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A blog about the great outdoors, photography, and not taking yourself too seriously.
I like diminutive titles. Something too grand, too pompous, and I don't even feel like reading myself. Mountains are large rocks with ice cubes on them. Sometimes, a bunch of smaller sharp rocks are piled on them (we call that scree, from the internal screems that it causes when you realize you have to climb it).
Sounds inoffensive enough. But I sure got pretty destroyed by this latest attempt on Shuksan.
The worst thing about exhaustion and sickness is that your camera becomes too heavy to use, and you end up with a collection of photographs inversely proportional to the length of the adventure. The following photo essay, I hope, still captures what it's like to go toe-to-toe with a glaciated giant (remember clicking on a photo will enlarge it, should you want a better look at it).
It's time to get excited for the Arc'teryx climbing academy. For once, this blog post is short... enjoy it while it lastsRead More
Self assigning is fun. I recently decided to go out and follow some trad climbers for an evening in Squamish (photos below). It went well! So I then self-assigned myself a photoshoot in Whistler Blackcomb's bike park. I'll tell you all about it after I finish my newest self-assigned project; eat this entire cheesecake by myself.
Why do I talk about self-assigning so much? It's because outdoor photography (and actual paid work in the field) requires you to have a good portfolio, filled with great images companies might want. Makes sense. Problem is, competition is a thing. Established photographers get a huge advantage when applying for shoots because they already have a huge amount a material; they've been at it a lot longer (And are therefore a lot better at it).
This means you somehow have to reach a high level of skill and build a huge collection of images showcasing your talents, without profiting from all that work. It's a huge gamble. You have to really like shooting photos and be very motivated for all of this to even make sense.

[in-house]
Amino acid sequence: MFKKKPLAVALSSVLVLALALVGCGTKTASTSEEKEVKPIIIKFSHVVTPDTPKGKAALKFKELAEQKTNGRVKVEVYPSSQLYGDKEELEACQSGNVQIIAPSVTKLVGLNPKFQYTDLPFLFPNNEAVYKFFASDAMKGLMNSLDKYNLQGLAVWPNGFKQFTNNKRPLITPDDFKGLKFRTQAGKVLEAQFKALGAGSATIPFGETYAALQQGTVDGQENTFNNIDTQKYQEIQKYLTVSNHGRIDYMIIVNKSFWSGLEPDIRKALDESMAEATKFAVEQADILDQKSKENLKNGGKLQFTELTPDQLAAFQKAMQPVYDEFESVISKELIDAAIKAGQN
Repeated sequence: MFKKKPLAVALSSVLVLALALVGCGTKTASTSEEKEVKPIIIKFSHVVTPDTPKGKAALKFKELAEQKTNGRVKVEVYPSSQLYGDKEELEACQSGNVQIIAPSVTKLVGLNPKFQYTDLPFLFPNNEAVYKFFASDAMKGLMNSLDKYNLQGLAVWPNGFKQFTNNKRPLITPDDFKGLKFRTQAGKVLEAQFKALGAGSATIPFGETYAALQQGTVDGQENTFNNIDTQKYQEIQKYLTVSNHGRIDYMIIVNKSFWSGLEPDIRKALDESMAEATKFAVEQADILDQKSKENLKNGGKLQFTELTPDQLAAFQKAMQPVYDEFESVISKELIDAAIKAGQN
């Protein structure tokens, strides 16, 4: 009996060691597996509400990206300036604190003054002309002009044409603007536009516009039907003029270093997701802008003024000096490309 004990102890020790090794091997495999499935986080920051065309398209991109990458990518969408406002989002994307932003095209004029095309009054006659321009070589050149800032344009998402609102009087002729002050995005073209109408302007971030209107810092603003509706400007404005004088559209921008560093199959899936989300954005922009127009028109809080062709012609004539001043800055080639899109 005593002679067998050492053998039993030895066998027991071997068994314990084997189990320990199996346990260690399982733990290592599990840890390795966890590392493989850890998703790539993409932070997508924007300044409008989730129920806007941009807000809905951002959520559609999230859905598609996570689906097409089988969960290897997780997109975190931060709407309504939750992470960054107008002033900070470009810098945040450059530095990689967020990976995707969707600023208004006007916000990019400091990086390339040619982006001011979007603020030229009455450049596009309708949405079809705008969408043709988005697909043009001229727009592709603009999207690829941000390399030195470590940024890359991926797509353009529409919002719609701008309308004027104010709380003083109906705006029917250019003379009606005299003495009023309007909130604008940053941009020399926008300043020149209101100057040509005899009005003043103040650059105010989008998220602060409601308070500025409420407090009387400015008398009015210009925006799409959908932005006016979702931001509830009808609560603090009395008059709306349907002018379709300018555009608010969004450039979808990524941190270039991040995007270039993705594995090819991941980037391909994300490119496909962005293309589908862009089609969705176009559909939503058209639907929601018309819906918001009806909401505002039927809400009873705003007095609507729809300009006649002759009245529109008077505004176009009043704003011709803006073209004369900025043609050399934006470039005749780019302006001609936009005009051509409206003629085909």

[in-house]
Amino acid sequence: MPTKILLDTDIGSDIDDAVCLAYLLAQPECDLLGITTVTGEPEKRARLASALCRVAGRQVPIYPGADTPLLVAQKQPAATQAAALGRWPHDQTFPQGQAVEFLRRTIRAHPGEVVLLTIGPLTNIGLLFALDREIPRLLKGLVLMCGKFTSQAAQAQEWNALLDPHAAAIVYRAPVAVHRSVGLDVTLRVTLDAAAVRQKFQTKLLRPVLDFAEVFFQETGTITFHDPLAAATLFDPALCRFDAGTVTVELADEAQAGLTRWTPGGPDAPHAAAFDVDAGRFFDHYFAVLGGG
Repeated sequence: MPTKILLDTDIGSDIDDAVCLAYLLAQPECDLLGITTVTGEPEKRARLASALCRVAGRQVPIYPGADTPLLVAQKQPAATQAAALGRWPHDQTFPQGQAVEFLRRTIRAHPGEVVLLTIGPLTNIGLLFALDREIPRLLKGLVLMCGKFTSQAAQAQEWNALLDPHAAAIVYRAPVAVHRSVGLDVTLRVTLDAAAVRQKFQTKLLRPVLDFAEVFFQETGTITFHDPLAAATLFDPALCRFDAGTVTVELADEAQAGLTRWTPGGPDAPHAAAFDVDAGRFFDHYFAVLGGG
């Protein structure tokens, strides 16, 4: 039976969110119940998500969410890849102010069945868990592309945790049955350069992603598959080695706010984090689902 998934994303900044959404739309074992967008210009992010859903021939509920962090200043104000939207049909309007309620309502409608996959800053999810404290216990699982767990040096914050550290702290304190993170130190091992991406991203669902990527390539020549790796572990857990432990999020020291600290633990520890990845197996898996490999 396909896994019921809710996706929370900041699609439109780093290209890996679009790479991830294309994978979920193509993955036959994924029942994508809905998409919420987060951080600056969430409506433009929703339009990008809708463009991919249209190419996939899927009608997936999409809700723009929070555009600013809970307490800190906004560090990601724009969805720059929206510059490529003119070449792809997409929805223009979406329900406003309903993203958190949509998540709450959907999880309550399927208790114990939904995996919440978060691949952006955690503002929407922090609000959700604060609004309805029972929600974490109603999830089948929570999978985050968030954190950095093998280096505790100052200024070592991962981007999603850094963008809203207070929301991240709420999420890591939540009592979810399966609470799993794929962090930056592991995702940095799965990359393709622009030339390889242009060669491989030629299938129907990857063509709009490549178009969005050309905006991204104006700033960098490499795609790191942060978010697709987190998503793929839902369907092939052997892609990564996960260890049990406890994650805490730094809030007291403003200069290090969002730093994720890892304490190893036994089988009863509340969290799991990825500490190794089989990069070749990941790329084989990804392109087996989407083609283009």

Or you have to be dumb.
I'm definitely one of the above, so I went out to Whistler and shot all day, got stalked by a bear and managed to escape with only 4 of my limbs. Many thanks to the guest relations department of Whistler Blackcomb for hooking me up with lift tickets. The images showcased below would not have been taken if they hadn't been so nice.
... and specially not for me. I melt in sunny days. My poor canuck scalp burns like an unattended pancake, and I sweat horribly. It's very dramatic.
Contrary to what this opening paragraph says, this article is not about my fair and perfect complexion
Sun's also not great for mountaineering (or mountain photography, as Angela Percival would tell you). Under warm conditions, snow becomes soft and the postholing is real. Postholing, of course, is the least of your concerns when collapsing snow bridges and slides are an option. Unfortunately, I was part of a BCMC group that had the ambition of climbing Mount Baker, so the sunny forecast was mildly depressing (It's Always Sunny in the PNW apparently). We decided to be bold and give it a shot anyway.
The approach through thick brush and rushing melt water was figuratively a breeze. It was warm, sweaty, wet and confusing; as we learned on the way, a massive slide had wiped out most of the creek crossings, and we had to improvise new ones. Snow, ironically, only provides short relief. In my case, it only cooled off my ankles while reflecting sunlight, giving me a rare case of the sunburn-under-the-bridge-of-my-nose.
An extra early alpine start was complemented by nice views of Hera's mess. I requisitioned a handy tree trunk as a makeshift tripod and shot away. The resulting shots may not be as sharp as the ones taken using a sturdy tripod, but there's no way I'm hauling 10 extra pounds of gear.
I'm used to catabatic winds that freeze you, winds that you have to shield against using a strong Arc'Teryx Alpha SV 100D Denier includng new zipper design (I don't have a sponsorship from them, but I'm practicing. See how I casually slid that placement in the article? Soon I'll either be rolling in it, or I'll be editing the post at the request of their PR team). Not that time. We woke up to a warm, weird wind coming from the col. Ever stuck your face in a hands drier? I haven't. But I imagine that's how it feels.
The weather proved way too warm for any serious attempt at the summit; we had to settle for a gorgeous sunrise instead. What a bummer.
Failed summit attempts are usually accompanied with a morale, about how failure doesn't define you and how adversity is the biggest ally you can have in your quest for personal growth.
Screw that. We're all adults here.
The one thing I would like you to take away from this trip report is this: when you go back through Sedro-Woolley, stop at that little nameless diner on your right. Portions are huge and pancakes are cheap.
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